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80's Alumni

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Sebastian Turner
Sebastian Turner

Amoebiosis



The gastrointestinal disease accounts for a large number of deaths in several parts of the world. Gastrointestinal infection has been an emerging problem in Sikkim and Darjeeling District and also in other parts of our country. To study the prevalence and to explore the risk factors associated with gastrointestinal diseases in Sikkim and Darjeeling District. The present study is the population based descriptive type cross sectional study. The study design was based on random selection among 100 individuals from different areas of Sikkim and Darjeeling district of West Bengal. Questionnaire based anonymous feedback system was followed to collect the data. The data were analyzed using statistical tool and the relative risk was calculated. Total 65 (65%) cases of gastrointestinal disease were found in 100 individuals out of which 24 were males and 41 were females. Cases of diarrhea, gastroenteritis, dysentery, food poisoning, amoebiosis and enterocolitis was 34, 18, 3, 3, 1 and 0% respectively. The statistical analysis reveals that a gastrointestinal disease is more prevalent in females as compared to males and in the age group between 15 and 25 years. The various associated risk factors for gastrointestinal disease which was observed during the study were frequency of diet, diet type, consumption of spicy food, fermented food, smoking, consumption of alcohol, consumption of fruits available in market and an inappropriate sanitary condition.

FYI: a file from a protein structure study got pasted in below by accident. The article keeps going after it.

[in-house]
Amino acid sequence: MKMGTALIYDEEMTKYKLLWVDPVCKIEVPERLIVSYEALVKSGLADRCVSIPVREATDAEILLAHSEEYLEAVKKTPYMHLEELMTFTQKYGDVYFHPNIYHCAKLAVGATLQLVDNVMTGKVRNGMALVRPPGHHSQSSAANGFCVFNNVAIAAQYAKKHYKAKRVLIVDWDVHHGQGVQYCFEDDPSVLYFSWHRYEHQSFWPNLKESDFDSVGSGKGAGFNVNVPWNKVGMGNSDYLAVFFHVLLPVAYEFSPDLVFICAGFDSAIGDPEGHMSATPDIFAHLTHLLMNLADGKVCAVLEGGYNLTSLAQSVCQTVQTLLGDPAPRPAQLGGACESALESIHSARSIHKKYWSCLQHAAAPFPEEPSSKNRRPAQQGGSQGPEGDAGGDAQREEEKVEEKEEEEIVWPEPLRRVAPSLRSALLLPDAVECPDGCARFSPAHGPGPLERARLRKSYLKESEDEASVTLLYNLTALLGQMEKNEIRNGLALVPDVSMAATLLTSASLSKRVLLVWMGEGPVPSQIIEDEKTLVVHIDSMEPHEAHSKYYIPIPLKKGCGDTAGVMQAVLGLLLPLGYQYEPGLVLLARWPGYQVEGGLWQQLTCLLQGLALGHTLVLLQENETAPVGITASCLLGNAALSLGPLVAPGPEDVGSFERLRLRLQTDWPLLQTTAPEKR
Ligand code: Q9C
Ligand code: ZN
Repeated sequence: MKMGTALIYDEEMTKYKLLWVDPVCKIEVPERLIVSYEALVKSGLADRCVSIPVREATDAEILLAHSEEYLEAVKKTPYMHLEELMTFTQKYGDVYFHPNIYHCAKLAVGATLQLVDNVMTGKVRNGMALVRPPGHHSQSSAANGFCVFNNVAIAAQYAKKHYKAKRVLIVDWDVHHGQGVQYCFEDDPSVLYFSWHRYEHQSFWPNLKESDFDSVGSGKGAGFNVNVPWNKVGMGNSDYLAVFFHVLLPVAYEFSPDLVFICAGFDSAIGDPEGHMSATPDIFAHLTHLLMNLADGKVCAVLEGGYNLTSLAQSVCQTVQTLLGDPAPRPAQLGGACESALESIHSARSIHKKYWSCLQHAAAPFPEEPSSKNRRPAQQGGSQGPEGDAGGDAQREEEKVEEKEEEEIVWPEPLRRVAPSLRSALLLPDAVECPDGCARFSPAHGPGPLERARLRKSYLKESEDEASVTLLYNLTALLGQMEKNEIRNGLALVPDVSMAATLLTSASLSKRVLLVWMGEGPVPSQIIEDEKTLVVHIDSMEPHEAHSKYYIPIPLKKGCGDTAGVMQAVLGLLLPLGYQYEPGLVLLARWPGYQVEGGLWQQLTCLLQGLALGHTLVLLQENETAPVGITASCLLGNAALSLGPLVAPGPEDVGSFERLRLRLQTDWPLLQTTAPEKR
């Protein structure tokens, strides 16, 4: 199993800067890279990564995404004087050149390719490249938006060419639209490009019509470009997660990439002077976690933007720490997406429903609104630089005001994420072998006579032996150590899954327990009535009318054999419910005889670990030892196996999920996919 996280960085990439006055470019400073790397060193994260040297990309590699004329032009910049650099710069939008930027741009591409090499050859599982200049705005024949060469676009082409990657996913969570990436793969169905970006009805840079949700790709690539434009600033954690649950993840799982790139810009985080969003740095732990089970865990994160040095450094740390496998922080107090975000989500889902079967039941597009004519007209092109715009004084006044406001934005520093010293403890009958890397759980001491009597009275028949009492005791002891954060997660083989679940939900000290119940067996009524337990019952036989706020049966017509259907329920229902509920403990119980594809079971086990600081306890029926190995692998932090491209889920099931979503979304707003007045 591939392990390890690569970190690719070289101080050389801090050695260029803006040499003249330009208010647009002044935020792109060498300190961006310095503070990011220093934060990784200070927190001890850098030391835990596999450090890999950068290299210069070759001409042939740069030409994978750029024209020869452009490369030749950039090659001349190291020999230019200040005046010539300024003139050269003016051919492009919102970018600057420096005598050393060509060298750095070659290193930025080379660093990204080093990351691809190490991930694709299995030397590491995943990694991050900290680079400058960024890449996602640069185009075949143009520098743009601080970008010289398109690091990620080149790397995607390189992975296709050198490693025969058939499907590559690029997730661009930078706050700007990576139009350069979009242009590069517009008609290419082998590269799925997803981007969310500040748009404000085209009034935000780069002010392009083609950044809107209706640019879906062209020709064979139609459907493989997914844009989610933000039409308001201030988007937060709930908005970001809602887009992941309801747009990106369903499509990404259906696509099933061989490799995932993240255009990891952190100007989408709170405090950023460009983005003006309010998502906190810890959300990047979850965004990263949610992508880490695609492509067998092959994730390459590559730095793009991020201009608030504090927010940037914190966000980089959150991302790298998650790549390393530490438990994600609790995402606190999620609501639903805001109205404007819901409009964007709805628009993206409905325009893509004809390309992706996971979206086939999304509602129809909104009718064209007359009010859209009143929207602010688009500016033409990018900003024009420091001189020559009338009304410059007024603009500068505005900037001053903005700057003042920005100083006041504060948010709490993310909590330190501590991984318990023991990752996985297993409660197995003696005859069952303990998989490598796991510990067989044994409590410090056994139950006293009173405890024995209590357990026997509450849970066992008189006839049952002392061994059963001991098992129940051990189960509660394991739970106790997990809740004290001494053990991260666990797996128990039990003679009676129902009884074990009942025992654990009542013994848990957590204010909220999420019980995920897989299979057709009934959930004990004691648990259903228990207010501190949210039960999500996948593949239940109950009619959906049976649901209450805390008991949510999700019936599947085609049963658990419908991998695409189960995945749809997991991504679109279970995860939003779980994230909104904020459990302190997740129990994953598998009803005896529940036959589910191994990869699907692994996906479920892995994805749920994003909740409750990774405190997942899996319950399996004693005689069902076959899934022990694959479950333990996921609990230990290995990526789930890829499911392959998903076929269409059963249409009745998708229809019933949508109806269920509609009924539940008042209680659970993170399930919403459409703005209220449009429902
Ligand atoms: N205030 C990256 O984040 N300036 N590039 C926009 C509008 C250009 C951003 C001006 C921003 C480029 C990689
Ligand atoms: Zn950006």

amoebiosis



Infections caused by the parasitic amoeba Entamoeba histolytica and free-living amoebae of the genera Naegleria, Acanthamoeba and Balamuthia occur principally in humans and are rare in domestic animals. In humans, E. histolytica is the cause of amoebiosis, which is chiefly characterized by the development of ulcers in the colon and, in some cases, abscesses in organs such as the liver, while the brain is specifically involved in disease caused by Naegleria, Acanthamoeba and Balamuthia spp. Few cases of the diseases have been diagnosed in livestock in southern Africa.


In most species, the clinical signs of amoebiosis vary according to the location and severity of the lesions. In the intestinal disease a catarrhal or haemorrhagic diarrhoea or dysentery may be present.5, 10


The diagnosis of amoebiosis is based on demonstration of the parasite in faeces, or in biopsy and necropsy specimens, and on positive serological tests, for example agar gel diffusion, cellulose acetate diffusion, and indirect fluorescent antibody tests.5, 10


High cases of water borne diseases especially dysentry, typhiod, hepatitis B, diarhea, amoebiosis and cholera as of every 10 cases, 9 are of water related cause in Erussi. This emanates from the fact that, the populations in these rural villages have been using unsafe, bushy, muddy and rusty water sources for all their water needs including drinking, cooking, washing and household activities. This is made worse by poor water handling and maintenance practices by the local water users. 041b061a72


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